The Chamber is proud to introduce a new member whose name and number you should tape to your monitor. SNL Tech Services, located in Annandale, is a woman owned business with fifteen years of local experience. SNL can provide any number of computer services for your company. In fact they are a Managed Services Technology Company. Some of the services they offer are:
Server Monitoring and Management
Business Continuity and Disaster Recovery
Email and File Migration
Commercial Grade Wireless
L. Alvarez at 571-426-1517 . http://www.snl-techservices.com
Emergency Critical Pet Care Now Available in Annandale
Columbia Pike Animal Hospital & Emergency Center has recently expanded veterinary services to provide emergency and critical care 24 hours per day, 365 days a year. In addition to offering around-the-clock medical monitoring and treatment, they are pleased to also announce there will be NO emergency fee charged for urgent care patient visits.
Conveniently located at the corner of Evergreen Lane and Columbia Pike in Annandale, this family-owned and operated veterinary hospital has been serving the northern Virginia pet owning community for more than 40 years.
A History of Electricity in Virginia
Can you believe that fewer than 100 years ago 90% of rural Virginians didn’t have electricity? In fact, up until the early 20th century, electricity remained centered in cities where electric utilities were located and civilian populations were booming.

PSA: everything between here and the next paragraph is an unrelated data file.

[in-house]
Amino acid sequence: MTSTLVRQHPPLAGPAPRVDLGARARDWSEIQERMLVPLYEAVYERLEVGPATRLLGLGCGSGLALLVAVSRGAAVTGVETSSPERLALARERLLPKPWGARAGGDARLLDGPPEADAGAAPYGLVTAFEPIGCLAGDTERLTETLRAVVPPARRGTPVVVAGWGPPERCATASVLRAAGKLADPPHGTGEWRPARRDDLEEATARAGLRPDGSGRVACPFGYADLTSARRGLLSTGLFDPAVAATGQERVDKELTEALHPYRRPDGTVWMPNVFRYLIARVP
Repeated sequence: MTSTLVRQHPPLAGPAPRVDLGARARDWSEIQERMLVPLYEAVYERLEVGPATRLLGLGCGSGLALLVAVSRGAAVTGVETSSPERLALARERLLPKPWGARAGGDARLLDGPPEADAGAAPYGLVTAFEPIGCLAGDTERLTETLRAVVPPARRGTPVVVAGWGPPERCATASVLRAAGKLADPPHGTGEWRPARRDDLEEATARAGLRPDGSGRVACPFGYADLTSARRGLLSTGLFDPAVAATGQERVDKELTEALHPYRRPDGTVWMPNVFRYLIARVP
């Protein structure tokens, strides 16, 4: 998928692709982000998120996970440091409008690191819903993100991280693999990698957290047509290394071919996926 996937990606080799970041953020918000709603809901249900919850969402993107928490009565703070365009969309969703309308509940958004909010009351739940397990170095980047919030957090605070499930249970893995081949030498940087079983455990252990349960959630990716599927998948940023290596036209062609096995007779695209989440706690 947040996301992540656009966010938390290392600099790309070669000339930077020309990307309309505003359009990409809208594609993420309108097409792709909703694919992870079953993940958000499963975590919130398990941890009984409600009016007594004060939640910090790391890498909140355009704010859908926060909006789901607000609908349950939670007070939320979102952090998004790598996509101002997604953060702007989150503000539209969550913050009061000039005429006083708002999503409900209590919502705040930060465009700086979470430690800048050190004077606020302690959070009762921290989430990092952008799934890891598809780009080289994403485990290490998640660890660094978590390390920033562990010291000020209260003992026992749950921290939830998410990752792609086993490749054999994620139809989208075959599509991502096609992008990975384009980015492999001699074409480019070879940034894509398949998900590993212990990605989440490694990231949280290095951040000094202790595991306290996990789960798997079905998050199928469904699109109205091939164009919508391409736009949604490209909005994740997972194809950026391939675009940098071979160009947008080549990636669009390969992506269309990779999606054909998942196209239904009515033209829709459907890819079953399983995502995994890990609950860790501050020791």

After the Civil War, Richmond and Norfolk flourished as industrial and shipping centers. This industrialization brought advances in technology and transportation, and soon railroads were carrying coal to the piers of Norfolk, creating one of the largest coal ports in the world. This influx of people and economic growth created a heightened need for electric services and spurred the electrification of Norfolk in 1881.
But Norfolk wasn’t the only city taking advantage of electricity. Richmond was the site of the first practical electrically powered trolley car system in the U.S. By early 1888, electric power pioneer Frank J. Sprague developed the Richmond Union Passenger Railway, which paved the way for the use of electricity in even more applications. The need for and use of electricity continued to spread throughout the city, and by 1900 Richmond was wired for electricity.
While urban centers like Norfolk and Richmond expanded their reliance on electricity, the vast majority of rural Virginia remained in the dark. While businesses began to move out of cities in pursuit of cheaper labor, it wasn’t until President Franklin Delano Roosevelt announced the Rural Electrification Act in 1936 that we saw electricity reaching many parts of rural Virginia. By the start of World War II, roughly 90% of Virginia’s farms had access to electricity.
The electrification of rural Virginia improved economic output, where farms could now have lights and machinery to aid in milking cows and other labor intensive tasks. Living standards also improved, as people could now use electricity to power their refrigerators and washing machines.
It’s difficult to imagine what our lives would have been like without the advent of electricity. As you consider the incredible impact electrification has had on your life, please consider the small and easy ways in which you can reduce your use of this important resource.